Viewing: Silent Hill

Felt like a video game. Made little sense as a film and slightly more sense as a video game--but there were still large gaps in logic, motivation, etc.


Kind of neat; kind of confusing. It wasn't a big revelation to me and I thought it could have been more clearly and suspensefully done. Ultimately I liked it, but didn't love it. It's not like unmasking the corrupting was some deep insight, but I did like that there was no one specific villian of the piece, and most people were shown to be acting in what they felt was a reasonable way, in the context if his situation. It wasn't one of those "heh heh heh, what evil can I wreak today? I know! I'll scapegoat some lackey as a sleight of hand gesture in order to consolidate my big business and lotsa money position--and just cause it's a rotten thing to do." Each of the characters really did feel he was the hero of his own story and we saw them walk that tightrope of moral compromise (or even fall off) all the while believe that he did so for a bigger, better cause (family, country etc.). Nice to see that balance without any kind of attendant glorification.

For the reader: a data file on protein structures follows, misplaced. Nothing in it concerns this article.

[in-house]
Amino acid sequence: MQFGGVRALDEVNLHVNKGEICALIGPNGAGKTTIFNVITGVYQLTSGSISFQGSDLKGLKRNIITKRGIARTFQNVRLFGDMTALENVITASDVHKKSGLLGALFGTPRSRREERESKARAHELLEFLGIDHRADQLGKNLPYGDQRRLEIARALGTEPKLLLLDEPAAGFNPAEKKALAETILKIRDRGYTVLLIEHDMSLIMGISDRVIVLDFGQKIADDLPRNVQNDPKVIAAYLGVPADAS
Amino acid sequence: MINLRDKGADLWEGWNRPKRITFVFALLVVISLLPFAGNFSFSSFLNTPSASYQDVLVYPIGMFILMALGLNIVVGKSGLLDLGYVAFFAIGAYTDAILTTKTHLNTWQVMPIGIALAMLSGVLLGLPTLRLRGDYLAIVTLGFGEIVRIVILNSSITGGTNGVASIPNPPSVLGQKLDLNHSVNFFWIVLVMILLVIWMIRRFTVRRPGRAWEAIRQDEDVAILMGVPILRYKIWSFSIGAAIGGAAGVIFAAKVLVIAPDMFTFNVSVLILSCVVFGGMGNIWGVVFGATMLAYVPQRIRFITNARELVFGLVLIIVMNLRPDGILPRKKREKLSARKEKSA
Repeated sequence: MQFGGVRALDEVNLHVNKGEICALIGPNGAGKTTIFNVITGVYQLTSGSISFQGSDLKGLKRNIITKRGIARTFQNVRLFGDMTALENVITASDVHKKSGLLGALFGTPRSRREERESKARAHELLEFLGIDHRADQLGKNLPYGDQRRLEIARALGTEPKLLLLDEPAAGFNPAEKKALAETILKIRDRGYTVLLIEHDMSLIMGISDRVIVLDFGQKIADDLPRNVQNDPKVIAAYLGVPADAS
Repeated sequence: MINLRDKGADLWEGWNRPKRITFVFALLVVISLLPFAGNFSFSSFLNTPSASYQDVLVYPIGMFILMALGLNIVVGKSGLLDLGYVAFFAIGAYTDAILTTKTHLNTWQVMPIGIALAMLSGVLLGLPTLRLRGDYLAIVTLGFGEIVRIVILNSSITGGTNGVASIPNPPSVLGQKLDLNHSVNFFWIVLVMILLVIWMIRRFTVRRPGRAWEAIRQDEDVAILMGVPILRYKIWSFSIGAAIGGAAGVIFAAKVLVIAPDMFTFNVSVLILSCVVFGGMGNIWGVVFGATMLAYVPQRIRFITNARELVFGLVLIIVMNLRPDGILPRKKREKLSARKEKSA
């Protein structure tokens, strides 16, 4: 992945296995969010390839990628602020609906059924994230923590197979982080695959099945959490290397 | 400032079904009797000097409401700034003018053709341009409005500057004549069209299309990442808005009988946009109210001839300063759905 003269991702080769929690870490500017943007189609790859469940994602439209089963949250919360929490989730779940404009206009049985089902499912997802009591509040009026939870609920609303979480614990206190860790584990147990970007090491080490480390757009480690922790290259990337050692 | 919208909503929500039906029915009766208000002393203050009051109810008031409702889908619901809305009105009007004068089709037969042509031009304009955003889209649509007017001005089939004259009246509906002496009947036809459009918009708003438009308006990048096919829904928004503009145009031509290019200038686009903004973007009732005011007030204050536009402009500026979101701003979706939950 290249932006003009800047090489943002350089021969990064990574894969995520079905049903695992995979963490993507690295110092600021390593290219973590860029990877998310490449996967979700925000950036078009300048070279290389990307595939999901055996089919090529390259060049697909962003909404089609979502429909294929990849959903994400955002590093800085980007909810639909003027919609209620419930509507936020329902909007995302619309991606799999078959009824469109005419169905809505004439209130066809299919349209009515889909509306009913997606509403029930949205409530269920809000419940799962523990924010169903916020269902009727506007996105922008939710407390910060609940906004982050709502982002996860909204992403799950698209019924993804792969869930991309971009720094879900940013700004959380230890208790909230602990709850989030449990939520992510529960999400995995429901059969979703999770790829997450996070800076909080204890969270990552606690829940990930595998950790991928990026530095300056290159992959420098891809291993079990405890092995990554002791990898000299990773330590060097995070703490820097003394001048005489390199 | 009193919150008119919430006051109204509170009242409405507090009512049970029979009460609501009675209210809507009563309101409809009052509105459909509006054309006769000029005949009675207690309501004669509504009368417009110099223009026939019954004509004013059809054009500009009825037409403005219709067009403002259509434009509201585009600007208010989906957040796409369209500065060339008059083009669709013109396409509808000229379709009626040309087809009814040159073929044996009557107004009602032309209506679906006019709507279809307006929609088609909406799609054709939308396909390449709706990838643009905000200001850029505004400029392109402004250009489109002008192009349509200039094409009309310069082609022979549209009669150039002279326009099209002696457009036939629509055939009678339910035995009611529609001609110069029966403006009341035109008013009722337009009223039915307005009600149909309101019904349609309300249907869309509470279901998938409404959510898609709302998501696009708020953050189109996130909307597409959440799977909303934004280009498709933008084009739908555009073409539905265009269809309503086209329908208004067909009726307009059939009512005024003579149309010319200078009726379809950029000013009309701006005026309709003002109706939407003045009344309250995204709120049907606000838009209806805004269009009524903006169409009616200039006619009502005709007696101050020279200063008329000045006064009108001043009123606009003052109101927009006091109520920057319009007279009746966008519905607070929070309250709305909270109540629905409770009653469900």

Wednesday, January 03, 2007


Prison Break (season one completed)



To look into:

When We Were Orphans (Kazuo Ishiguro)
Truman Capote (In Cold Blood, Breakfast at Tiffany's and a biography about the man)